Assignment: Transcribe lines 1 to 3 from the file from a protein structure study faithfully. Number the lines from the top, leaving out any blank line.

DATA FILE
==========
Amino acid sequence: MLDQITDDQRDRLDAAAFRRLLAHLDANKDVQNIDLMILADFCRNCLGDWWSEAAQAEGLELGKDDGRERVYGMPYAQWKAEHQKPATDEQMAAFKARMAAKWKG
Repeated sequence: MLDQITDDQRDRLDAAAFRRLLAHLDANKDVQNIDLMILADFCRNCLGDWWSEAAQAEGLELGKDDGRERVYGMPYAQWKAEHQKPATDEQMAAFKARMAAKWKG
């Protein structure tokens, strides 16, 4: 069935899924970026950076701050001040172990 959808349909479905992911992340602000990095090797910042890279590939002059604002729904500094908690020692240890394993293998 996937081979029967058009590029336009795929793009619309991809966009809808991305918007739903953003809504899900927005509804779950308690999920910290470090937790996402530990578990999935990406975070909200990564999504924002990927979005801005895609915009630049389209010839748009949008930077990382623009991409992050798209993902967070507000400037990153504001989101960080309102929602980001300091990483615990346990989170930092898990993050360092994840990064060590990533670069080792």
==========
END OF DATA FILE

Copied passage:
Amino acid sequence: MLDQITDDQRDRLDAAAFRRLLAHLDANKDVQNIDLMILADFCRNCLGDWWSEAAQAEGLELGKDDGRERVYGMPYAQWKAEHQKPATDEQMAAFKARMAAKWKG
Repeated sequence: MLDQITDDQRDRLDAAAFRRLLAHLDANKDVQNIDLMILADFCRNCLGDWWSEAAQAEGLELGKDDGRERVYGMPYAQWKAEHQKPATDEQMAAFKARMAAKWKG
């Protein structure tokens, strides 16, 4: 069935899924970026950076701050001040172990 959808349909479905992911992340602000990095090797910042890279590939002059604002729904500094908690020692240890394993293998 996937081979029967058009590029336009795929793009619309991809966009809808991305918007739903953003809504899900927005509804779950308690999920910290470090937790996402530990578990999935990406975070909200990564999504924002990927979005801005895609915009630049389209010839748009949008930077990382623009991409992050798209993902967070507000400037990153504001989101960080309102929602980001300091990483615990346990989170930092898990993050360092994840990064060590990533670069080792």